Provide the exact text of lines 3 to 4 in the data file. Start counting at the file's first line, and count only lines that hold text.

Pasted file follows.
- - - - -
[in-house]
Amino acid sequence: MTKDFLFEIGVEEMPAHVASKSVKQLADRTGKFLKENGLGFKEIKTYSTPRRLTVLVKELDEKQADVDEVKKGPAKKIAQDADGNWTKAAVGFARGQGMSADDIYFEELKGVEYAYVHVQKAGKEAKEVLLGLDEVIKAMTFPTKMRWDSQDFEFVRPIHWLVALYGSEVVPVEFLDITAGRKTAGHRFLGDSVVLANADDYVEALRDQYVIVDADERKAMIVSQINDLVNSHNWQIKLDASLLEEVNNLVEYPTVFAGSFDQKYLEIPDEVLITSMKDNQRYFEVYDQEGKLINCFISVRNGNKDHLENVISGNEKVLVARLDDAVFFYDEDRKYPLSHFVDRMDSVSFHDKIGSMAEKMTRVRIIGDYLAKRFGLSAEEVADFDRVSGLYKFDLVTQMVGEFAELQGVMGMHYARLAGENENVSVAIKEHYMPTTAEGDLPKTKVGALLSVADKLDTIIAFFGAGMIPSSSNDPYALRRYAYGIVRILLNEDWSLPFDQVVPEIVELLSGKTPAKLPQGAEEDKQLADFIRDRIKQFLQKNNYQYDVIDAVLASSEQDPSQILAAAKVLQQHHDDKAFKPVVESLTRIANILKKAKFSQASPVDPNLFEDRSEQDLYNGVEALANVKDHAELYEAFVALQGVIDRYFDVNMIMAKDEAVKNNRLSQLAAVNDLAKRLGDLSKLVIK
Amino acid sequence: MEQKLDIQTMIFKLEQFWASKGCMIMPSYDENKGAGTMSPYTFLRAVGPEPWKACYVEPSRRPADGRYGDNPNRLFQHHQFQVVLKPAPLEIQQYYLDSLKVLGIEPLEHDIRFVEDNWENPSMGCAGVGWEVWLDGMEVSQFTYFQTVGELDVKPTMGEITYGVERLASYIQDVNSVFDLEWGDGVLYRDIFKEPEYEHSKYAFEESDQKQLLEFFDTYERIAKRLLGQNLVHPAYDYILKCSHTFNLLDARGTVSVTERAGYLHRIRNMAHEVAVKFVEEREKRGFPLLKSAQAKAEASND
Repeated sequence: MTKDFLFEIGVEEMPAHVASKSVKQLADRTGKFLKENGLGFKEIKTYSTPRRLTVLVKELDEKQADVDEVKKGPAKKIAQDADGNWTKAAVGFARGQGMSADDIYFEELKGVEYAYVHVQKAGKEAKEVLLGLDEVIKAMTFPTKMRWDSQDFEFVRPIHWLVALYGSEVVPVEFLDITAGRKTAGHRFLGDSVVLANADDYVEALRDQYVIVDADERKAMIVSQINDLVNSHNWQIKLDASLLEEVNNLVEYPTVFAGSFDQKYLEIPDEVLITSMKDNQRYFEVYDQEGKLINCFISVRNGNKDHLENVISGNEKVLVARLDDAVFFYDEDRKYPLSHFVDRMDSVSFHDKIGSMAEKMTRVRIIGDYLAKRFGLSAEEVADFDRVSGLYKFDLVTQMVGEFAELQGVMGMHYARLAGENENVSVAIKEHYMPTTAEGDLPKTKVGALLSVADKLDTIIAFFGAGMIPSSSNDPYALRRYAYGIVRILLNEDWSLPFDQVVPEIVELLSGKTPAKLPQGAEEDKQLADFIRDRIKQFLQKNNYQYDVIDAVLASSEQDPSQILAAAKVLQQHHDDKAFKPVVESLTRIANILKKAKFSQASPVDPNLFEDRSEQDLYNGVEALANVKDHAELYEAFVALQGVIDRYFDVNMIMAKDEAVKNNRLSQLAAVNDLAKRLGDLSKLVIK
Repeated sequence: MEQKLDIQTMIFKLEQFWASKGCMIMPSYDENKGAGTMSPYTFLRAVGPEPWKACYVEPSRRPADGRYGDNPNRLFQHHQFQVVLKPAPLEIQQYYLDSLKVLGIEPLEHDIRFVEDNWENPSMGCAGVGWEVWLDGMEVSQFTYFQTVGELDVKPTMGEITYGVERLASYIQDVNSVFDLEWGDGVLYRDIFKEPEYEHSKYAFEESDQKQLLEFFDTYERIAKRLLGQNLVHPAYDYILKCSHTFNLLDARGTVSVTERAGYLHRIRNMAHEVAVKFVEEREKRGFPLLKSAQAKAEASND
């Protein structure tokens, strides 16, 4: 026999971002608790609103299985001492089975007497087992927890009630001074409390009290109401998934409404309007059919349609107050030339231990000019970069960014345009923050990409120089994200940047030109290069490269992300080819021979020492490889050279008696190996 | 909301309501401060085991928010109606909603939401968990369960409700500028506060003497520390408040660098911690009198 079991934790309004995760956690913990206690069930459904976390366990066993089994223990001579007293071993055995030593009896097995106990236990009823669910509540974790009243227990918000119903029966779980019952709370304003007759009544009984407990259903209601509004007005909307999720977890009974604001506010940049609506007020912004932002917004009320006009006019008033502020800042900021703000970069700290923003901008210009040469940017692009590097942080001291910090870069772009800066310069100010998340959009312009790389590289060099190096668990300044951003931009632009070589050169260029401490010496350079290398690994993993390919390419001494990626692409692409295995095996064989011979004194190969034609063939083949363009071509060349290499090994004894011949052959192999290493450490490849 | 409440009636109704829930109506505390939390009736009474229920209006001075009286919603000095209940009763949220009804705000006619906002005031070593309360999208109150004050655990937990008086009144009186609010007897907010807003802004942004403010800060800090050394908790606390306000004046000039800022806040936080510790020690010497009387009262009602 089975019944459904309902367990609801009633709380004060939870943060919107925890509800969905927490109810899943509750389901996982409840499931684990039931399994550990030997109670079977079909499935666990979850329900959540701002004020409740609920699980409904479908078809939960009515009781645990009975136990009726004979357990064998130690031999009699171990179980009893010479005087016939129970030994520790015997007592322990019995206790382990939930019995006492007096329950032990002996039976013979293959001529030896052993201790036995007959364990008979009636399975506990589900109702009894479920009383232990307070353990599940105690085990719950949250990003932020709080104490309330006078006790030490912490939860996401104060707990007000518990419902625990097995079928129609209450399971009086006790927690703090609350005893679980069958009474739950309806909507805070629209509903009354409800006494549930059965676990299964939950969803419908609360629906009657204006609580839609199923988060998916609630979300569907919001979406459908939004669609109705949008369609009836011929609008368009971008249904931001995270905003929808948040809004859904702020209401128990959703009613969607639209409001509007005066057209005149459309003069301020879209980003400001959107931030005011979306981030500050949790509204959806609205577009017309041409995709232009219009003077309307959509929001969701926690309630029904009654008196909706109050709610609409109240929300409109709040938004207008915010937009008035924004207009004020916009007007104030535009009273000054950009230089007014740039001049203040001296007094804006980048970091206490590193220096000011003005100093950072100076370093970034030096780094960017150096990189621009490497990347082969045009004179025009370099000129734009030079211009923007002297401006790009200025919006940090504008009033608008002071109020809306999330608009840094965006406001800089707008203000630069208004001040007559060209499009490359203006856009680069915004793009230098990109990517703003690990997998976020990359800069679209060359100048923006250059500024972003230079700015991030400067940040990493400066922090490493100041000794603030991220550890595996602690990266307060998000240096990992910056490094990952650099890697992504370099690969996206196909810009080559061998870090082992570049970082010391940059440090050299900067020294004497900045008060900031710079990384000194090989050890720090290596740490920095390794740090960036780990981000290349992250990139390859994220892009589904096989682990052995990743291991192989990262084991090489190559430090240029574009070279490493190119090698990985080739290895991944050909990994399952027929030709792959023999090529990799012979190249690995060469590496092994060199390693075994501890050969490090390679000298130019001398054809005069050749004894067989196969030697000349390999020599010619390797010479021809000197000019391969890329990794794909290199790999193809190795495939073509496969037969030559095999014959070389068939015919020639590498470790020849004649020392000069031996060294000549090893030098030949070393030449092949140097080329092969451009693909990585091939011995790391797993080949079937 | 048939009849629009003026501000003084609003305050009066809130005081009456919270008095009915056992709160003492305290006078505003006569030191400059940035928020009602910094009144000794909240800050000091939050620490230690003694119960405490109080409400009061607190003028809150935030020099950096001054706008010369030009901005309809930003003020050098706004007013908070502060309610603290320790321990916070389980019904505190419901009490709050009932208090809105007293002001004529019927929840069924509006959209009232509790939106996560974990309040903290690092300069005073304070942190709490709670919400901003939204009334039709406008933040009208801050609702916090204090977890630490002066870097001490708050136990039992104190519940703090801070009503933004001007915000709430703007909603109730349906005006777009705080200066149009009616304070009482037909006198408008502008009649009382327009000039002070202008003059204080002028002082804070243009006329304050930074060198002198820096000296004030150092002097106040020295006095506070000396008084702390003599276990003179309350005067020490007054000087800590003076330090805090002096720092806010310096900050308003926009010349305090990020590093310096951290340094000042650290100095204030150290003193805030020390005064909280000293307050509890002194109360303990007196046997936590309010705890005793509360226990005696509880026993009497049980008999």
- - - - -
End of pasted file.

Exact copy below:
Amino acid sequence: MEQKLDIQTMIFKLEQFWASKGCMIMPSYDENKGAGTMSPYTFLRAVGPEPWKACYVEPSRRPADGRYGDNPNRLFQHHQFQVVLKPAPLEIQQYYLDSLKVLGIEPLEHDIRFVEDNWENPSMGCAGVGWEVWLDGMEVSQFTYFQTVGELDVKPTMGEITYGVERLASYIQDVNSVFDLEWGDGVLYRDIFKEPEYEHSKYAFEESDQKQLLEFFDTYERIAKRLLGQNLVHPAYDYILKCSHTFNLLDARGTVSVTERAGYLHRIRNMAHEVAVKFVEEREKRGFPLLKSAQAKAEASND
Repeated sequence: MTKDFLFEIGVEEMPAHVASKSVKQLADRTGKFLKENGLGFKEIKTYSTPRRLTVLVKELDEKQADVDEVKKGPAKKIAQDADGNWTKAAVGFARGQGMSADDIYFEELKGVEYAYVHVQKAGKEAKEVLLGLDEVIKAMTFPTKMRWDSQDFEFVRPIHWLVALYGSEVVPVEFLDITAGRKTAGHRFLGDSVVLANADDYVEALRDQYVIVDADERKAMIVSQINDLVNSHNWQIKLDASLLEEVNNLVEYPTVFAGSFDQKYLEIPDEVLITSMKDNQRYFEVYDQEGKLINCFISVRNGNKDHLENVISGNEKVLVARLDDAVFFYDEDRKYPLSHFVDRMDSVSFHDKIGSMAEKMTRVRIIGDYLAKRFGLSAEEVADFDRVSGLYKFDLVTQMVGEFAELQGVMGMHYARLAGENENVSVAIKEHYMPTTAEGDLPKTKVGALLSVADKLDTIIAFFGAGMIPSSSNDPYALRRYAYGIVRILLNEDWSLPFDQVVPEIVELLSGKTPAKLPQGAEEDKQLADFIRDRIKQFLQKNNYQYDVIDAVLASSEQDPSQILAAAKVLQQHHDDKAFKPVVESLTRIANILKKAKFSQASPVDPNLFEDRSEQDLYNGVEALANVKDHAELYEAFVALQGVIDRYFDVNMIMAKDEAVKNNRLSQLAAVNDLAKRLGDLSKLVIK